Onkyo H500BT review

With wireless and Hi-Res Audio, Onkyo's latest headphones will please nearly everyone

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Our Verdict

Onkyo has once again released a solid, great-sounding pair of headphones. While Hi-res Audio compatibility is the big selling point of the H500BTs, it's the Bluetooth capabilities that won us over.

For

  • Hi-res audio integration
  • Great battery life
  • Easy to use wireless functionality
  • Excellent all-round sound

Against

  • Design not for everyone
  • Hi-res Audio requires a cable
  • Price is a little high

Manufacturers the world over are clamouring to get a Hi-Res Audio seal of approval on their cans, and for good reason: it has the potential to be one of the more lucrative areas of the headphone market. Couple Hi-Res Audio with wireless capabilities and, in theory, your headphones should jump from shop shelves on to the heads of audiophiles everywhere. Enter the Onkyo H500BT.

Priced at £169.99 ($250), the Onkyo H500BT wireless range is one of the latest to get the Hi-Res Audio stamp, something that is only conferred on headphones that produce a bandwidth of 40kHz.

The H500BTs offer this, but there is a caveat: the range can only be achieved when you use the included audio cable. If you're a free-flowing wireless junky, then the highest frequency range you'll hear will be 23.5Khz – which is still impressive, but won't scratch that hi-res itch.

Onkyo H500BT review

The good news is that Onkyo has opted for aptX streaming tech, which works its magic to make sure the quality of the audio you do hear wirelessly isn't squeezed because of the limited bandwidth Bluetooth offers.

Regardless of the science behind what makes Hi-Res Audio tick, headphones with this badge will only entice if they hit the sweet spot of non-cumbersome and good-looking design, comfort, and epic sound quality. The H500BTs manage to do this. Just.

Features and design

There's nothing flash about the design of Onkyo's latest; they've been built for comfort, and while there are a few stylistic flourishes, they don't scream 'look at me'. This is no bad thing – these headphones weren't built to bring in the Beats crowd, but rather those who prefer their music a little more nuanced.

The Onkyo H500BTs are solid, too. The housing feels sturdy in the hand, and when you pop them on your ears they grip well. A solid aluminium frame means that when you walk in them they don't bounce, either – something that can cause havoc with the acoustics. This rigidity means vibrations are kept to a minimum.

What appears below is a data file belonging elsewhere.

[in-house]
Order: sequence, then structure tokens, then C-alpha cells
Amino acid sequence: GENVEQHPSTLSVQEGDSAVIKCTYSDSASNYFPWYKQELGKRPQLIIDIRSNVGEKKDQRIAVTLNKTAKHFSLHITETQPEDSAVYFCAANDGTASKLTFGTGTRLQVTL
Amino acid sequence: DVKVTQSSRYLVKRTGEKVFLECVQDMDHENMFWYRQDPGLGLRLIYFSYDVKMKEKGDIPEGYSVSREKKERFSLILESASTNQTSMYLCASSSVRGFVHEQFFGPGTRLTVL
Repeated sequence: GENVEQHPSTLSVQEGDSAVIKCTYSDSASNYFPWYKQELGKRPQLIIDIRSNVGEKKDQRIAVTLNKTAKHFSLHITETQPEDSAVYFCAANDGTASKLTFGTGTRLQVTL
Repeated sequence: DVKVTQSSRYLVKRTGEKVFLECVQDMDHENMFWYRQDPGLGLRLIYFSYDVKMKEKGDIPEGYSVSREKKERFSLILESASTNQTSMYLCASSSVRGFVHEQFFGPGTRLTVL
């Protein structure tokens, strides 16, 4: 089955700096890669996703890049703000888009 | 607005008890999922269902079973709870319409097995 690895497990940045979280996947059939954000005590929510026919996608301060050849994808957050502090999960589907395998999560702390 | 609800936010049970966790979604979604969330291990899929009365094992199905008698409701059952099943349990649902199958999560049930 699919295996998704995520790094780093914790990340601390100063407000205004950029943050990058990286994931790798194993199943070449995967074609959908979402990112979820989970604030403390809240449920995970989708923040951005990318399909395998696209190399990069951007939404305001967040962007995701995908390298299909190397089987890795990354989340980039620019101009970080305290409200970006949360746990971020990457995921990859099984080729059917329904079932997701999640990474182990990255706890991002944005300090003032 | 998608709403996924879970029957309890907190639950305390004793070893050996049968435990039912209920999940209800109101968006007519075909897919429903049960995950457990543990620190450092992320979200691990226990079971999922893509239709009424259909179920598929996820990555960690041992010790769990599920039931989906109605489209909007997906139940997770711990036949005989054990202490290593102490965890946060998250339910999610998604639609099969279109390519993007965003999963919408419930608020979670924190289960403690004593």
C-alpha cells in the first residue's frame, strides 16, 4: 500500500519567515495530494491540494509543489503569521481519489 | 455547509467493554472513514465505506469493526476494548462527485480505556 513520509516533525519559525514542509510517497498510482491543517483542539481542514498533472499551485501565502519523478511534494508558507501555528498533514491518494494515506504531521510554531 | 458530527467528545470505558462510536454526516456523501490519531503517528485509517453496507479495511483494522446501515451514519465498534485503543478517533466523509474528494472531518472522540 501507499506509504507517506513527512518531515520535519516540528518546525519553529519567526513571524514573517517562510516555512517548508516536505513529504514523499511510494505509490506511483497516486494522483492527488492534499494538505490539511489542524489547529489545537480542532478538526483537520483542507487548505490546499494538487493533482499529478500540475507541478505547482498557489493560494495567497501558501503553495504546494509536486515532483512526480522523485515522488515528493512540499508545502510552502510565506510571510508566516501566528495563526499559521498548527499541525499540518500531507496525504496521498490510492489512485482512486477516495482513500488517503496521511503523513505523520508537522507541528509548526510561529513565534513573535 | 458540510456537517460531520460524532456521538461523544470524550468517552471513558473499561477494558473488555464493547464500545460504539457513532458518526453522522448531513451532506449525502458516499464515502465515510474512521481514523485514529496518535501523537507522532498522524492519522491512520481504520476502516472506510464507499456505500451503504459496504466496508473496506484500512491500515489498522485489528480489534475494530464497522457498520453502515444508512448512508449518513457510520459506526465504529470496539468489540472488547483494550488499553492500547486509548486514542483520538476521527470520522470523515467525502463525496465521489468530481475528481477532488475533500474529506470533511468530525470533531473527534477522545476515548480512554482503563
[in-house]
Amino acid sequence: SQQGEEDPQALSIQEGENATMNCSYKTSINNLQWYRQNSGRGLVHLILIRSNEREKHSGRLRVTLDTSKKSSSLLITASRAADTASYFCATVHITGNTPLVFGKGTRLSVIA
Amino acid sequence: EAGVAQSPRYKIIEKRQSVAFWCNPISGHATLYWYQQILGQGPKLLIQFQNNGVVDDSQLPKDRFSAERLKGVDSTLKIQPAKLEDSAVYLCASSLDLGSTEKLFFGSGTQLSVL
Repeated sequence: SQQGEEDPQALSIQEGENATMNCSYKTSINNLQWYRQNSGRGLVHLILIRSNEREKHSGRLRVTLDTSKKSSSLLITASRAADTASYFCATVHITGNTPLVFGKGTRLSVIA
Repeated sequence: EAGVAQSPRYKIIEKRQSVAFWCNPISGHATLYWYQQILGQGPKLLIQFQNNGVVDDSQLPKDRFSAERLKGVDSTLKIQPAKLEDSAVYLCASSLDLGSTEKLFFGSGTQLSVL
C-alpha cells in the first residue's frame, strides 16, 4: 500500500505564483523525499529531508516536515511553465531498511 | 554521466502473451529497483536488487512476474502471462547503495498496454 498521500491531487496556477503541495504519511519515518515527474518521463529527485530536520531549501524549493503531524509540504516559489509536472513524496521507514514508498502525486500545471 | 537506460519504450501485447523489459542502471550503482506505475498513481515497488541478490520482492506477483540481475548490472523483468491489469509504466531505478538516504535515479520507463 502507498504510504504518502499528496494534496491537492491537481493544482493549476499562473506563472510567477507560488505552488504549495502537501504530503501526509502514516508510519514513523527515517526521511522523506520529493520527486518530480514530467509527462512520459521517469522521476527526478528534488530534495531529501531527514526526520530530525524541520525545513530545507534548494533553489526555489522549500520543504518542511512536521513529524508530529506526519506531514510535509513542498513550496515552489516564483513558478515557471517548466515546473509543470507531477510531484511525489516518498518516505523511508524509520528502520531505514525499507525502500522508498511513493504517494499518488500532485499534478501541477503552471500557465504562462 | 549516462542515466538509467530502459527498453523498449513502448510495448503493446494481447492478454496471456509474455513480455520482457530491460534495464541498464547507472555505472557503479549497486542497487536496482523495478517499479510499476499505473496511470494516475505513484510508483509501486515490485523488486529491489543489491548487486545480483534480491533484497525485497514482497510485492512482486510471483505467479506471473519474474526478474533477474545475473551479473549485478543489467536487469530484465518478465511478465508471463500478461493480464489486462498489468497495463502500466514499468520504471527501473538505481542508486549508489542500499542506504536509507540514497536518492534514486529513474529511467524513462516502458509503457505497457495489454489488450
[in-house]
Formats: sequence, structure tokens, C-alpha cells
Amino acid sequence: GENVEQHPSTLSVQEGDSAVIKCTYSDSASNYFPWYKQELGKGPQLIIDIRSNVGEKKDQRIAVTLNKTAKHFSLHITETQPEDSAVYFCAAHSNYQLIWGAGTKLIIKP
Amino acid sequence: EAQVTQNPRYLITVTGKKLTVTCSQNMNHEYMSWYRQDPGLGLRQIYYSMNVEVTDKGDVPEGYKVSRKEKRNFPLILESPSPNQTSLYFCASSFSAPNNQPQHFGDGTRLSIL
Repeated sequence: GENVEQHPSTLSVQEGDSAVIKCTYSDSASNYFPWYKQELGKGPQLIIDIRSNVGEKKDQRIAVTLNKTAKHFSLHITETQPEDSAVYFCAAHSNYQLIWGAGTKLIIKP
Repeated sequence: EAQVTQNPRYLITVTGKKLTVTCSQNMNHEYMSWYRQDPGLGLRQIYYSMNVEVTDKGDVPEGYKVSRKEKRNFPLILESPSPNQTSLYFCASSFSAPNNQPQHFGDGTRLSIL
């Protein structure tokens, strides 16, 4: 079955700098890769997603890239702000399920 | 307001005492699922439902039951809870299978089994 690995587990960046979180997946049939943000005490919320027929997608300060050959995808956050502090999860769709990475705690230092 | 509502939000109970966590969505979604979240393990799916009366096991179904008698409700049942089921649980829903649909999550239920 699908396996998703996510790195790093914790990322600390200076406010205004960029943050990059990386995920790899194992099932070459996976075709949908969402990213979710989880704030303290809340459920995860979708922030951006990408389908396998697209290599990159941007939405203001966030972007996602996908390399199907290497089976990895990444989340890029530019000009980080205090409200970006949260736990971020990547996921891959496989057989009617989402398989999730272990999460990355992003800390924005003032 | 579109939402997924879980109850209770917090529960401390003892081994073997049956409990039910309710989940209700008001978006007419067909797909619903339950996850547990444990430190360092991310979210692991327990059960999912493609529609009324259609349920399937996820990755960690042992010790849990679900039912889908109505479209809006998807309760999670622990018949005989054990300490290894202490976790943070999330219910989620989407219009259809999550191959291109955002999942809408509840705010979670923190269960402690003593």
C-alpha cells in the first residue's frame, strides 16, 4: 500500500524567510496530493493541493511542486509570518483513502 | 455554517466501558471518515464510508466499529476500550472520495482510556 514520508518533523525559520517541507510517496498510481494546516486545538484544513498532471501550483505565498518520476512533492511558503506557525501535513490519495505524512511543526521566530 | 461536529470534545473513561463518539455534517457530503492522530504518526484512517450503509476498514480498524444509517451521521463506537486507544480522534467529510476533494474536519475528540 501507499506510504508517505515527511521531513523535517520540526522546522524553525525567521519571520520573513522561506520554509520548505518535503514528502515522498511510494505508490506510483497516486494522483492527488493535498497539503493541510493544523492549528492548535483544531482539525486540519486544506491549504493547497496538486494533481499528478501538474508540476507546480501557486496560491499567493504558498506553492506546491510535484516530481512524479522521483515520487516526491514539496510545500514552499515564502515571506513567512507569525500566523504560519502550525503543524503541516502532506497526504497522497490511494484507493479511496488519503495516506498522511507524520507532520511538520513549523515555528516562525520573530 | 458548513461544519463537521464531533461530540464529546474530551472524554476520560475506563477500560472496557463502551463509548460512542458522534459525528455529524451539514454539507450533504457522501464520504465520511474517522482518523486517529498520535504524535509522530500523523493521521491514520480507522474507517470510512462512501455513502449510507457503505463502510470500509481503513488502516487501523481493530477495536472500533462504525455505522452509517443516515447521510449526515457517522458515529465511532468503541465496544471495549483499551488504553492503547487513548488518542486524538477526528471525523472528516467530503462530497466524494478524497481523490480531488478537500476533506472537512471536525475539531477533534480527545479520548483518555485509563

Although they aren't noise-cancelling, the ear pads – memory-foamed and extremely comfy – do stick to the ears well, preventing outside noise from making an entrance. The band is coated in leather, too, for extra comfort. The adjustable headband is noisy as it clicks into place, but at least it's sturdy – at no point did it feel like it was going to come apart in your hand.

Onkyo H500BT review

The earcups are attached by a small aluminium pole, which means that no matter the shape of your ears, they'll rest well on your head. They also rest flat around your neck if you want them to.

The functional design is evident in the colour options too. The H500BTs are available in no-nonsense black or white; the only hint of actual colour on these headphones is a splash of red to denote the 'right' ear cup.

In keeping with this theme, there are only two physical buttons. The 'on' button is sunk more into the body of the device, and the Bluetooth button has been made bulkier. This makes complete sense when the headphones are on, given that you'll usually turn the headphones on before you put them on, then search for the Bluetooth 4.0 button when they're on your head, to pair with whatever device you're using.

These buttons are situated on the right earcup, as are the micro USB slot and mic. On the left side is the 3.5mm hole, which you can fill with a cable for Hi-Res Audio.

Onkyo H500BT review

So, where are the controls? Well, they're on the side of the ear shell. Swiping up or down controls volume, left and right switches between tracks, and a tap will pause your music.

The touch controls are nice and intuitive, although it's a 'touch' annoying that Onkyo has added a beeping sound when maximum volume is reached and when you pause. It's not the nicest sound in the world and does grate after a while – especially when I accidentally paused the song I was listening to because I pressed too hard when trying to adjust the volume. This can only really be put down to human error, though, and it only happened a couple of times.

The left ear shell contains all the tech you need for NFC pairing – still the quickest and best way to get any headphones paired with a phone. And that's your lot, which will please those who prefer their design to be both minimal and clean.